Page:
Thursday, March 27, 2014

What Would You Like To See Open in Place of Underground?

With talk of Underground being redeveloped, what would you most like to see built in its place?

The City of Atlanta is in negotiations with CV Underground, the current lease holder of Underground Atlanta, to buy out the remainder of their current 88-year lease, making way for a potential redevelopment of the 12-acre site.  The purchase price would be a reported $8.8 million.

Having previously sold City Hall East, site of the former Sears retail store, warehouse and regional office, to Jamestown Properties for $27 million in 2011, can Mayor Reed also find a buyer for Underground?

Matt Bronfman of Jamestown spoke at the official closing of the City Hall East deal.  He stated that his company sought properties with "high barriers to entry." Since that time, 280 Elizabeth Street and Krog Street Market have both been announced, and until recently, both had publicly confirmed more tenants than Ponce City Market.

Underground would seem to offer developers a perfect location in which to create something new. The downtown market, which may not be seen by many as ideal for retail these days, would seem to offer tremendous barriers to entry and might therefore look attractive to prospective developers such as Jamestown. 

While the Atlanta Braves leaving the downtown area for Cobb county in 2017 is certainly not a plus for the area, there are signs of progress.


The National Center for Civil and Human Rights is scheduled to open in May 2014, The College Football Hall of Fame will open in late 2014, and the new Falcons Stadium will open in 2017.



I recently announced Walgreens  plans to open in the historic Olympia Building and Georgia State continues to expand its campus and renovate its existing properties.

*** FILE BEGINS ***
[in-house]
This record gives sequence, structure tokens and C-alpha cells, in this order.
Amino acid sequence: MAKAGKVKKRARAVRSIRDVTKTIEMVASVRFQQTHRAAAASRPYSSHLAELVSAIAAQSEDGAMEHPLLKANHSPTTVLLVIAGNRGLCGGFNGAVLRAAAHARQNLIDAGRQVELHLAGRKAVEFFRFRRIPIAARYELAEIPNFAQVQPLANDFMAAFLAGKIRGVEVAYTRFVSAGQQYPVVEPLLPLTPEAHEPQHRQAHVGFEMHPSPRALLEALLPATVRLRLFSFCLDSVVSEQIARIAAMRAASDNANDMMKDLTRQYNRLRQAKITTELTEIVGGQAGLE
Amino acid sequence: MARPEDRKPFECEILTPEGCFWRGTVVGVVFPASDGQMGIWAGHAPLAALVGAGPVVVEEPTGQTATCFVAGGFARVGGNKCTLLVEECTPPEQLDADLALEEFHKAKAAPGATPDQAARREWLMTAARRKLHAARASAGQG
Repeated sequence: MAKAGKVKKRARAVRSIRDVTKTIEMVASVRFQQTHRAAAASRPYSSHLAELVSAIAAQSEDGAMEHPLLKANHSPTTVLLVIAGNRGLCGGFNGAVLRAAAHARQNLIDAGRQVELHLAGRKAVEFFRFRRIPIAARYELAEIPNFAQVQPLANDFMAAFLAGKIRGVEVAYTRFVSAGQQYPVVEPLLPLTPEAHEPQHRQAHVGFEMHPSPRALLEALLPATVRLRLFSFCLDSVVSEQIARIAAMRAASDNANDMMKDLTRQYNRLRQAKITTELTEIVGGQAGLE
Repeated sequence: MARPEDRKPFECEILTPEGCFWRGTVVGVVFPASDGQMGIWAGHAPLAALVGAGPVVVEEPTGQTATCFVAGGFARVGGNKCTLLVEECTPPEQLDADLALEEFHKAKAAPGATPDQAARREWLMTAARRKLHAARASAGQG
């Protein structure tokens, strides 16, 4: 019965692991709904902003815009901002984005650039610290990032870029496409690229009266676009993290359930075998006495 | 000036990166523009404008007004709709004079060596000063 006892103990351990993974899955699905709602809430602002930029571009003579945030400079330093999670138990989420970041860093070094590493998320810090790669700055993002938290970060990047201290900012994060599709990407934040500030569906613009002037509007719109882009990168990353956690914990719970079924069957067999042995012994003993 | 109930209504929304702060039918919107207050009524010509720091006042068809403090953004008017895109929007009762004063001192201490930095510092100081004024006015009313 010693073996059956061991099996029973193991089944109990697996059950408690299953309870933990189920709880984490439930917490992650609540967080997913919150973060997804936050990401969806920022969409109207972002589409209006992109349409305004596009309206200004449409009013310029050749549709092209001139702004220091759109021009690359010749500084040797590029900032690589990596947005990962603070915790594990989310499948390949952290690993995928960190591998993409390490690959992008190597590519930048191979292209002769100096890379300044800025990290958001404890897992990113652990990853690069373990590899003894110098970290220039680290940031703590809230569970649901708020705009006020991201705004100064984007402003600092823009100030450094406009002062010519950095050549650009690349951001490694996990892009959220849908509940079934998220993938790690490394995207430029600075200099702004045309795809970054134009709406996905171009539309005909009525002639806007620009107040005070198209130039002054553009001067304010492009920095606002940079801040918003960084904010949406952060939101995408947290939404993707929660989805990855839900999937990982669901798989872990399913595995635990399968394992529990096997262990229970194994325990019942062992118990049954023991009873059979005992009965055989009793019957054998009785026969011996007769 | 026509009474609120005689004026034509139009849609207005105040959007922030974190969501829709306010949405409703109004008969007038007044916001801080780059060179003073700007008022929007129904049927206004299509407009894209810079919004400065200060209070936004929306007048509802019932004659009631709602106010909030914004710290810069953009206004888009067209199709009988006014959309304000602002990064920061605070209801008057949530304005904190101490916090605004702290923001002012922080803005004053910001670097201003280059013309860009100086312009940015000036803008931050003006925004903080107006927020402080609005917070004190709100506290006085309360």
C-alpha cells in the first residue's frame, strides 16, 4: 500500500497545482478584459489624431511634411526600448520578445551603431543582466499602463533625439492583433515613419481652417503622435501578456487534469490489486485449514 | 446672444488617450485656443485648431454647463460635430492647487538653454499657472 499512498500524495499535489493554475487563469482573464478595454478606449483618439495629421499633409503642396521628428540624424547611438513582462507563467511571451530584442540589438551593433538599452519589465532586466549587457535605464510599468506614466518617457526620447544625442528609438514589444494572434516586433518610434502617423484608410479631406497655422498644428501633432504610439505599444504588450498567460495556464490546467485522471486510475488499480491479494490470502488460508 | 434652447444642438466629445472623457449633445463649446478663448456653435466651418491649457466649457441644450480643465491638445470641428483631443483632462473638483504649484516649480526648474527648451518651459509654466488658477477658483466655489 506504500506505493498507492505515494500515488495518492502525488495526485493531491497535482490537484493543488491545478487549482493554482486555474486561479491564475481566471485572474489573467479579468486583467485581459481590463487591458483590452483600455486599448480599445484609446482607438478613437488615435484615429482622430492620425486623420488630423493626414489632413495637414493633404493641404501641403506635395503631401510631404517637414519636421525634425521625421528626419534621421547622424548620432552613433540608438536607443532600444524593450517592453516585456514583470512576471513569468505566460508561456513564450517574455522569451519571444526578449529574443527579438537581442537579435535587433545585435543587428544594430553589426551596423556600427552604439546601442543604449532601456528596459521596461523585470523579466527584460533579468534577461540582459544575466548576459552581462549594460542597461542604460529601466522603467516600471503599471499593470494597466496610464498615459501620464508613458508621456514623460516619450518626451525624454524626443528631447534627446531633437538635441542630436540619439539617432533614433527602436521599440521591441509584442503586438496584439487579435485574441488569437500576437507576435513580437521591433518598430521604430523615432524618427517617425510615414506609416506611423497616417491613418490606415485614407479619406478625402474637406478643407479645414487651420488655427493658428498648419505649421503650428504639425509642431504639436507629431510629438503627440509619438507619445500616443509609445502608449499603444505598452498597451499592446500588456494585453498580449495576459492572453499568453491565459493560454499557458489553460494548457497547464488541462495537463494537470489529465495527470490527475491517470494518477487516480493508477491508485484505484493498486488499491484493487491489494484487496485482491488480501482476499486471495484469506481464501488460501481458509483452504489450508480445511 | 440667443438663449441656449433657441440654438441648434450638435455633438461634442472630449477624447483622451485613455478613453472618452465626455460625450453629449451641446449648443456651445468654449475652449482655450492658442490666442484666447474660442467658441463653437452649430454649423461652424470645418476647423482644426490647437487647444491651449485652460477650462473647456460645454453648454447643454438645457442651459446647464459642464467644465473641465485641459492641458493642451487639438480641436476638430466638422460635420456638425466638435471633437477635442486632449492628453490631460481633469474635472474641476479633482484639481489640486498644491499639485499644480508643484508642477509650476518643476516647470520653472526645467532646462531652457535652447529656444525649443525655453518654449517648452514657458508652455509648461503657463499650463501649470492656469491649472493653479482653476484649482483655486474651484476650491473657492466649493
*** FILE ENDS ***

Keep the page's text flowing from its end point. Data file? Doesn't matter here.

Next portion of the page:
Goldberg's Group also plans to open an Atlanta Braves All Star Grill at 200 Peachtree, once home to Davison's / Macy's.

Please share your thoughts below.  

15 comments:

Anonymous said...

Who goes to the area of Underground? The answer is only a few tourists and conventioneers who think it’s something good, and nearby workers for an occasional lunch. The National Center for Civil and Human Rights, the College Football Hall of Fame, etc. are located far away and grouped together well enough to take up a whole day’s visit, leaving out Underground. And the streetcar is not going close enough, especially when people disembark at the station that will be designated for Underground and immediately encounter empty storefronts and a pawn shop. Retail and restaurants have already failed there. Grocery stores fail downtown (apartment rents are too high to attract the numbers that leaders talk about). If Georgia State wanted to expand, that would be great. If not, I suggest a casino. Casinos are destinations and attract nearby development. And how about opening a casino at the site of the soon-to-be old Braves stadium site? And how about one at the old GM plant site at 85 and 285? I don’t recall whether that is being developed into another Atlantic Station-type area, but a casino would fit right in even with a retail and living center. Casinos in a number of places would be quite a boon. I see one up GA 400 attracting north Georgians, one in Augusta, more than on in Savannah, one in Valdosta, one in Macon, and more than one near Brunswick.

AJ said...

It'll never happen, but a casino would bring in lots of people and lots of money!

There's gambling in AL, MS, LA, NC... Yes, most are on Indian Reservations but seriously, it's taking money out of Atlanta and giving it to those states...

dpb said...

Georgia State should take it over.

Anonymous said...

I like casinos. I have a lot of fun in casinos and think they're great adult fun. That said, I think a casino at the Underground site would be a horribly wasted opportunity. Underground sits at the nexus of Atlanta's current rail transit system. Atlanta citizens can get there very easily from almost anywhere. It's perfectly situated for a fine/performing arts center, boutique hotels and supporting restaurant & retail development. Also, should the MMPT materialize, Underground could be come a key support component for that new, bustling downtown neighborhood.